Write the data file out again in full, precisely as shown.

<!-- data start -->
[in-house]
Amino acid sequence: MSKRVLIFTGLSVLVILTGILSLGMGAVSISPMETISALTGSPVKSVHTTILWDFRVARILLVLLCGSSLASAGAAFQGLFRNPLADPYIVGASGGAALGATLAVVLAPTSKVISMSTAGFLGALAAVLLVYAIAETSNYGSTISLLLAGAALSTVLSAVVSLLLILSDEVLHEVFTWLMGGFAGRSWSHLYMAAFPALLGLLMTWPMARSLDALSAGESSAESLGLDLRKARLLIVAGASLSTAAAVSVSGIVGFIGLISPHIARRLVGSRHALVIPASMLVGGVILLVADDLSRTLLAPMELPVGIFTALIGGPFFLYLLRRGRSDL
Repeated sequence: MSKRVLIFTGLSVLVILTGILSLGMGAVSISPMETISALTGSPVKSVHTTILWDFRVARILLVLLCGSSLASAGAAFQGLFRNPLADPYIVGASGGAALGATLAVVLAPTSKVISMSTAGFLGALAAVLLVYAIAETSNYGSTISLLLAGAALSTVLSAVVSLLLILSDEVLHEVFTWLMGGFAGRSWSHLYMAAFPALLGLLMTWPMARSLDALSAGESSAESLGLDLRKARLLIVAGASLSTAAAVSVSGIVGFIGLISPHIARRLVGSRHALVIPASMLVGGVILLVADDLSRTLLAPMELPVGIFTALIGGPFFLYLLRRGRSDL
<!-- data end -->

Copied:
[in-house]
Amino acid sequence: MSKRVLIFTGLSVLVILTGILSLGMGAVSISPMETISALTGSPVKSVHTTILWDFRVARILLVLLCGSSLASAGAAFQGLFRNPLADPYIVGASGGAALGATLAVVLAPTSKVISMSTAGFLGALAAVLLVYAIAETSNYGSTISLLLAGAALSTVLSAVVSLLLILSDEVLHEVFTWLMGGFAGRSWSHLYMAAFPALLGLLMTWPMARSLDALSAGESSAESLGLDLRKARLLIVAGASLSTAAAVSVSGIVGFIGLISPHIARRLVGSRHALVIPASMLVGGVILLVADDLSRTLLAPMELPVGIFTALIGGPFFLYLLRRGRSDL
Repeated sequence: MSKRVLIFTGLSVLVILTGILSLGMGAVSISPMETISALTGSPVKSVHTTILWDFRVARILLVLLCGSSLASAGAAFQGLFRNPLADPYIVGASGGAALGATLAVVLAPTSKVISMSTAGFLGALAAVLLVYAIAETSNYGSTISLLLAGAALSTVLSAVVSLLLILSDEVLHEVFTWLMGGFAGRSWSHLYMAAFPALLGLLMTWPMARSLDALSAGESSAESLGLDLRKARLLIVAGASLSTAAAVSVSGIVGFIGLISPHIARRLVGSRHALVIPASMLVGGVILLVADDLSRTLLAPMELPVGIFTALIGGPFFLYLLRRGRSDL